Overturn of Roe v. Wade is a GOP disaster for winning Gen Z

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07 Feb 2023, 2:35 pm

https://www.businessinsider.com/abortio ... ing-2023-2

- The GOP win in getting the Supreme Court to strip abortion rights didn't sit well with young voters.

- A new poll reveals abortion access concerns Gen Zers much more than their older counterparts.

- With this in mind, the GOP shouldn't be surprised it's losing young voters.

The Supreme Court's Dobbs decision appears to have ruined any chance of winning over many Gen Z voters, recently released polling shows.

In June 2022, the Supreme Court overturned decades of abortion protections in its Dobbs v. Jackson Women's Health Organization decision.

On its face, it was a victory for the Republican Party, which for decades pushed to restrict access to abortion, but the decision is also galvanizing the youngest generation of voters to go to the voting booth and vote against GOP candidates.

According to a recently released Walton Family Foundation/Murmuration survey that specifically sought to understand the motivations of the youngest voters, 29% of Gen Z respondents said that "abortion/women's rights" was the political issue that "concerned" them most when voting, coming ahead of "the economy," (8%) "election integrity," (7%) and "no specific issue" (10%).

For the survey, Murmuration polled 3,227 15 to 25-year-olds (members of Gen Z) and 1,036 adults aged 26 or older. The Gen Z survey had a 1.7% margin of error, while the survey of adults aged 26 years or older had one of 3%.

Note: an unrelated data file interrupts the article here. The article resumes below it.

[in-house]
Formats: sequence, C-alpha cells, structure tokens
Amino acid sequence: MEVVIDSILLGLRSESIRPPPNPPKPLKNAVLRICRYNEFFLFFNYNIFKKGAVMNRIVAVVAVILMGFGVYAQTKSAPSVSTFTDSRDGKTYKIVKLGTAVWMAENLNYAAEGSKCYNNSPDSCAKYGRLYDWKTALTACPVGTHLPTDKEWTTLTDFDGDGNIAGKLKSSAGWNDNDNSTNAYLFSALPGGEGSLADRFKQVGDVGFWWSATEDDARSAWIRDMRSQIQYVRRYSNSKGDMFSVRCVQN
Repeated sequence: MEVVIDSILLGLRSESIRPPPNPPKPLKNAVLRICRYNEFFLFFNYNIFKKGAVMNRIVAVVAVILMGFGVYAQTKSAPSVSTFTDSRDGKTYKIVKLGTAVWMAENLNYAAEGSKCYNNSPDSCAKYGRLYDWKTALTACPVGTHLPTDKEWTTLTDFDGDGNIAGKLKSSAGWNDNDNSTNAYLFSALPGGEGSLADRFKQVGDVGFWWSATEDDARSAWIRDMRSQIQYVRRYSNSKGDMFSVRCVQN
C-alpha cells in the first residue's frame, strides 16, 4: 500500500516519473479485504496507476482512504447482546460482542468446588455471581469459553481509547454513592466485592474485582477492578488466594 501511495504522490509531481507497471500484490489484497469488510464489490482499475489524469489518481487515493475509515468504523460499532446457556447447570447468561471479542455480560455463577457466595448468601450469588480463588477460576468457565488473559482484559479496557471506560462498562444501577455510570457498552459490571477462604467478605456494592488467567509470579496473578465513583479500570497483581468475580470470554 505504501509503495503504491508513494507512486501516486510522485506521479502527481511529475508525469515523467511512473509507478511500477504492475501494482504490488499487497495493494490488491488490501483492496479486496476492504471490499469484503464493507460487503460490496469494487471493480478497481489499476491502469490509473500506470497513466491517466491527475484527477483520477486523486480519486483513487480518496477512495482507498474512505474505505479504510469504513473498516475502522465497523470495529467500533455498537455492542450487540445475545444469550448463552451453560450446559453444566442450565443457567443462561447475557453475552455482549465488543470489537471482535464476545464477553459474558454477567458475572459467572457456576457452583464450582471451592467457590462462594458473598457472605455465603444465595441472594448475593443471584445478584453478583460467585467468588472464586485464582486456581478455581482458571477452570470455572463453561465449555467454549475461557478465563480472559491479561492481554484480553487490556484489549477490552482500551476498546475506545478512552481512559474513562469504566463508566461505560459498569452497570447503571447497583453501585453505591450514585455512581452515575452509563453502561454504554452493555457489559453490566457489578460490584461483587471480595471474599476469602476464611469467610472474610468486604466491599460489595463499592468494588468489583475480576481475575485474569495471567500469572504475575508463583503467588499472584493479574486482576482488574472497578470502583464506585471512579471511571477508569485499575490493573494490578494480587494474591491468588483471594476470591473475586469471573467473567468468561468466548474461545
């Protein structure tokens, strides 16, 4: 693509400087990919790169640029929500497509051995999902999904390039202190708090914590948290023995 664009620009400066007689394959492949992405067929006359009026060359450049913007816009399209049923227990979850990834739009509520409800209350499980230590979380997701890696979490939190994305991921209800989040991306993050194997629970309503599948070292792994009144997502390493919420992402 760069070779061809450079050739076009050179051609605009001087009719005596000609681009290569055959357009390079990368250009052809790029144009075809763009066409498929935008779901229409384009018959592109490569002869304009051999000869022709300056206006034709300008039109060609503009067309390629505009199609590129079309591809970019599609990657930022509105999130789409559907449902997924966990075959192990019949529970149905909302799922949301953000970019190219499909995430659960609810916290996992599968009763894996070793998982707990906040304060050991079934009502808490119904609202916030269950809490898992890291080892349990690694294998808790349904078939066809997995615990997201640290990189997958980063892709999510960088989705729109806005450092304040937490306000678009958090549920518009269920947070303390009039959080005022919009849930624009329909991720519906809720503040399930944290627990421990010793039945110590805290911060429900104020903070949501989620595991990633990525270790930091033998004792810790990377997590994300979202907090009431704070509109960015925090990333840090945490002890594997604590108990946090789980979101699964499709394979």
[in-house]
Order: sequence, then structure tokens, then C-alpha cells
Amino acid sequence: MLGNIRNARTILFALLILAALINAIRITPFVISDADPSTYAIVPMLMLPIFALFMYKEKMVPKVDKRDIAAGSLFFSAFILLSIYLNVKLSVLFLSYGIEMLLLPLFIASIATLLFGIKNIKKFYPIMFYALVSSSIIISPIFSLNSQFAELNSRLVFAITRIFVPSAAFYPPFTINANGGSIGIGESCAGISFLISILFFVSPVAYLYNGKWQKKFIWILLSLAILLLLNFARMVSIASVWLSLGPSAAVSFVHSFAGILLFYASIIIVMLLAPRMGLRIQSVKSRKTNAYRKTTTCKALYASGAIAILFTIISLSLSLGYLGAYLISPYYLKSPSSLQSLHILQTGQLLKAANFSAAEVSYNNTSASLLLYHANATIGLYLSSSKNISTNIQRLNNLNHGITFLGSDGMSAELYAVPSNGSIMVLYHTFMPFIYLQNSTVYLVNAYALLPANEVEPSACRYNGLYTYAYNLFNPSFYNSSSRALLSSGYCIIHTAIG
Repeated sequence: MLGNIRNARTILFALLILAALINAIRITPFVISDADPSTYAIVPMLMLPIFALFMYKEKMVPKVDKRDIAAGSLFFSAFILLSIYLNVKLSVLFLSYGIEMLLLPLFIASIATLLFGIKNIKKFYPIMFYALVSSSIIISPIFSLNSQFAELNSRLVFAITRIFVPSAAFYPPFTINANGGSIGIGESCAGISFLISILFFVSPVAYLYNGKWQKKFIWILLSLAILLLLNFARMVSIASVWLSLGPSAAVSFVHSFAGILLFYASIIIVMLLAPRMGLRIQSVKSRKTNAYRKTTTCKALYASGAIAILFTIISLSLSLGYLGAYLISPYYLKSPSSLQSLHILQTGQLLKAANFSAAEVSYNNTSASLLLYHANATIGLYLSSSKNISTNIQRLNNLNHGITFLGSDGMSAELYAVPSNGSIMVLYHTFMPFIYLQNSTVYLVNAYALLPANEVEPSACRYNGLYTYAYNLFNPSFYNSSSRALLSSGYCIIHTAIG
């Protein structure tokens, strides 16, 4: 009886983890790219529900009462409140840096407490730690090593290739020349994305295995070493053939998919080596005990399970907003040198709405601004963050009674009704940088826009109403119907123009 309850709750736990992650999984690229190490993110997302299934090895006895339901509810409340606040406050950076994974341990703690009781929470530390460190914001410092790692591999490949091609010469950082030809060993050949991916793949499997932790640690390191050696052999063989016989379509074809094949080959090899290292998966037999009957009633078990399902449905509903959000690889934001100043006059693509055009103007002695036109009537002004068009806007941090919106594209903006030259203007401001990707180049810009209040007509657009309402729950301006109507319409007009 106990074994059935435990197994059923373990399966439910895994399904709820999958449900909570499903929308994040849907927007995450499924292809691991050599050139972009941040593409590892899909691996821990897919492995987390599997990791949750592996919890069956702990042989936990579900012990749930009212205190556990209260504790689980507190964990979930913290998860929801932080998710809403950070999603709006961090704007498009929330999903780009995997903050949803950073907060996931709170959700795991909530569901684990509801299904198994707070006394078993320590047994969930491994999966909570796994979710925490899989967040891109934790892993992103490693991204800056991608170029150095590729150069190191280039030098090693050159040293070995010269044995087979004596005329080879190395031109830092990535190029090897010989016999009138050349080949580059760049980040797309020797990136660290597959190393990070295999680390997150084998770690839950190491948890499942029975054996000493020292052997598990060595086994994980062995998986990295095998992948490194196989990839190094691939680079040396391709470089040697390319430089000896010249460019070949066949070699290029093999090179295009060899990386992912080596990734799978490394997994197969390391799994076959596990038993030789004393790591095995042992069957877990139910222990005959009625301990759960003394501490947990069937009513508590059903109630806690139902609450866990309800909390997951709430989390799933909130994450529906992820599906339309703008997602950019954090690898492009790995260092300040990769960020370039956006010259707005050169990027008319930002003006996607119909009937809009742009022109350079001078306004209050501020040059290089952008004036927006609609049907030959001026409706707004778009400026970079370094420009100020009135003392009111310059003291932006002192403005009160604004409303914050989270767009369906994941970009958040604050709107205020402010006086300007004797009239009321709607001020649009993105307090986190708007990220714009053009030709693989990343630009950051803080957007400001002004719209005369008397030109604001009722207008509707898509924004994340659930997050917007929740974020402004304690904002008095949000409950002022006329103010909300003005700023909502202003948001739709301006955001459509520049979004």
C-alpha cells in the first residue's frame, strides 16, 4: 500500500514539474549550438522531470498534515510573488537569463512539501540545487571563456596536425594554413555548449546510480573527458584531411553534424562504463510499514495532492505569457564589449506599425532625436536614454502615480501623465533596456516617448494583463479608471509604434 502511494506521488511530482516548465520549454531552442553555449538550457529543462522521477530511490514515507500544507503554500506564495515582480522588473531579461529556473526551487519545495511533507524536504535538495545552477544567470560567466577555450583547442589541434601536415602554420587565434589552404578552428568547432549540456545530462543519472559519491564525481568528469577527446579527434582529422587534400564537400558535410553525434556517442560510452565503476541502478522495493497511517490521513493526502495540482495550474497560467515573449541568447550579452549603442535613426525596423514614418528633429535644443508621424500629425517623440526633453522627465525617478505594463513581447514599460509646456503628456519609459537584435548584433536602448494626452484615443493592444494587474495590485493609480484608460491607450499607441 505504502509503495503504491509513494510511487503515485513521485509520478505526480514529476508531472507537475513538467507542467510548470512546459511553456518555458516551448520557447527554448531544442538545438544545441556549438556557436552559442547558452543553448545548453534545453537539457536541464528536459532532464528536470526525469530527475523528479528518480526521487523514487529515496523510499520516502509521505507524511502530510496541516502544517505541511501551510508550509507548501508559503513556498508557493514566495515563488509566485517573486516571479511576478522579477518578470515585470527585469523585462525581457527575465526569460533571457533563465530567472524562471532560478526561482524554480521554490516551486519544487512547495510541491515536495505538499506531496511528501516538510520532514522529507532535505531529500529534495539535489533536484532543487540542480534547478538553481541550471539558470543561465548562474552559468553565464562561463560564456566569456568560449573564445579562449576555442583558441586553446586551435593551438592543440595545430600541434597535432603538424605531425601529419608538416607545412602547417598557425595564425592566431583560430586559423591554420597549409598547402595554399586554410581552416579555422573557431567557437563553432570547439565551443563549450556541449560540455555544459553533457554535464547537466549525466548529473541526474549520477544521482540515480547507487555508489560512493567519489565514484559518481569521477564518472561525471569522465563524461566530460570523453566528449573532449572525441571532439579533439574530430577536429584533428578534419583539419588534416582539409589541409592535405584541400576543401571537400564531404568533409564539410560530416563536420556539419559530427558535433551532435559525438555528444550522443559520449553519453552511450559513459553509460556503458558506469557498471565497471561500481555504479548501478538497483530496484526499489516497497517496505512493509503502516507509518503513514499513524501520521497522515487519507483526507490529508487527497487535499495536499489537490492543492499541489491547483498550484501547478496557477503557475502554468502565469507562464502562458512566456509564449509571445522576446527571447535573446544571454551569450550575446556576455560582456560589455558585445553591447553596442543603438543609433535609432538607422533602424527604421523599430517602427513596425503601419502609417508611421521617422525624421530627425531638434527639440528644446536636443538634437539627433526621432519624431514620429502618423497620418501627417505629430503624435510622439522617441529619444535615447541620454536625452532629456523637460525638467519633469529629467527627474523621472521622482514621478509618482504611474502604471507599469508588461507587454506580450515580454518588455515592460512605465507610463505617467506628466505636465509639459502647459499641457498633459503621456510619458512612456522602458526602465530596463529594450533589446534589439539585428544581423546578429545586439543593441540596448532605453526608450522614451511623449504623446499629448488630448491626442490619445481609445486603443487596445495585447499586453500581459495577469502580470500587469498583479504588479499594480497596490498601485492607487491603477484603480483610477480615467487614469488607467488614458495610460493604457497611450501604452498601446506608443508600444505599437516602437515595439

Aside from "other," which also garnered 29%, abortion access was by far the most pressing issue amongst Gen Z.

The survey also showed that members of Gen Z appear to be much more concerned about the legislative battle for abortion access than adults aged 26 or older. While 29% of Gen Z respondents said they were concerned about abortion and women's rights, 11% of the older portion of the population said it was their top concern, an 18 percentage point difference.

According to the poll, adult respondents aged 26 or older were more likely to be concerned with the "economy" or "inflation" — each polled at 15% — than abortion access, which only received 11%.

The Murmuration survey findings aren't an anomaly — they're part of a growing trend in polling indicating that young Americans are increasingly motivated to get out and vote by the Dobbs decision.

According to polling from Gallup, 71% of respondents aged 18 to 29 identified as "pro-choice." The share of "pro-choice" respondents hiked significantly between 2021 and 2022, jumping 15 percentage points.

The Center for Information and Research on Civic Learning and Engagement at Tufts University, for example, estimated that more than a quarter of people aged 18 to 29 — the second highest turnout from young voters in nearly three decades — cast a ballot in the 2022 midterm elections, which occurred just months after the Dobbs decision.

The conclusions drawn from these polls shouldn't be surprising to Republican leaders, as they've already seen voters come out in droves against a proposed constitutional amendment in Kansas post-Dobbs.

In August 2022, voters in Kansas, a Republican bastion, resoundingly rejected a proposed constitutional amendment that would have eliminated a right to abortion from the state constitution.

Over the past decade, several constitutional amendments and referendums similar to Kansas' were easily passed in other Republican-leaning states like Tennessee, Alabama, and Louisiana.

Those referendums and amendments, however, were voted on when Roe v. Wade was still the law of the land and voters had little indication to think its protections would be summarily overturned less than a decade later.